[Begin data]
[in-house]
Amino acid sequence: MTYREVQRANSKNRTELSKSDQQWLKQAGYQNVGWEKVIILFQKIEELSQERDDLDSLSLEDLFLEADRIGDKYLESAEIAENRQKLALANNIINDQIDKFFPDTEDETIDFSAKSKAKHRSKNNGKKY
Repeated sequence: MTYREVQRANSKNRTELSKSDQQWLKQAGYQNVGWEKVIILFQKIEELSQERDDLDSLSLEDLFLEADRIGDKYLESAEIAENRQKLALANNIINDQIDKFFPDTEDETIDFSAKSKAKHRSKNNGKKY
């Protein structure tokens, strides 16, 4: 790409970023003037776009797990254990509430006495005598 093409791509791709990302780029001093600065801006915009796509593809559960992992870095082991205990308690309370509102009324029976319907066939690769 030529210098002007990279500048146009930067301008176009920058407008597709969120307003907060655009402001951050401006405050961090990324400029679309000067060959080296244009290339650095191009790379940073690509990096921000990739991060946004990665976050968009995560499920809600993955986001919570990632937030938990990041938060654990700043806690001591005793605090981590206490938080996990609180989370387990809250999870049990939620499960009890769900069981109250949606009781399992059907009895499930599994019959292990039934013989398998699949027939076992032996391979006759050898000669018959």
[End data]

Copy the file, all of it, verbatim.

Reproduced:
[in-house]
Amino acid sequence: MTYREVQRANSKNRTELSKSDQQWLKQAGYQNVGWEKVIILFQKIEELSQERDDLDSLSLEDLFLEADRIGDKYLESAEIAENRQKLALANNIINDQIDKFFPDTEDETIDFSAKSKAKHRSKNNGKKY
Repeated sequence: MTYREVQRANSKNRTELSKSDQQWLKQAGYQNVGWEKVIILFQKIEELSQERDDLDSLSLEDLFLEADRIGDKYLESAEIAENRQKLALANNIINDQIDKFFPDTEDETIDFSAKSKAKHRSKNNGKKY
């Protein structure tokens, strides 16, 4: 790409970023003037776009797990254990509430006495005598 093409791509791709990302780029001093600065801006915009796509593809559960992992870095082991205990308690309370509102009324029976319907066939690769 030529210098002007990279500048146009930067301008176009920058407008597709969120307003907060655009402001951050401006405050961090990324400029679309000067060959080296244009290339650095191009790379940073690509990096921000990739991060946004990665976050968009995560499920809600993955986001919570990632937030938990990041938060654990700043806690001591005793605090981590206490938080996990609180989370387990809250999870049990939620499960009890769900069981109250949606009781399992059907009895499930599994019959292990039934013989398998699949027939076992032996391979006759050898000669018959």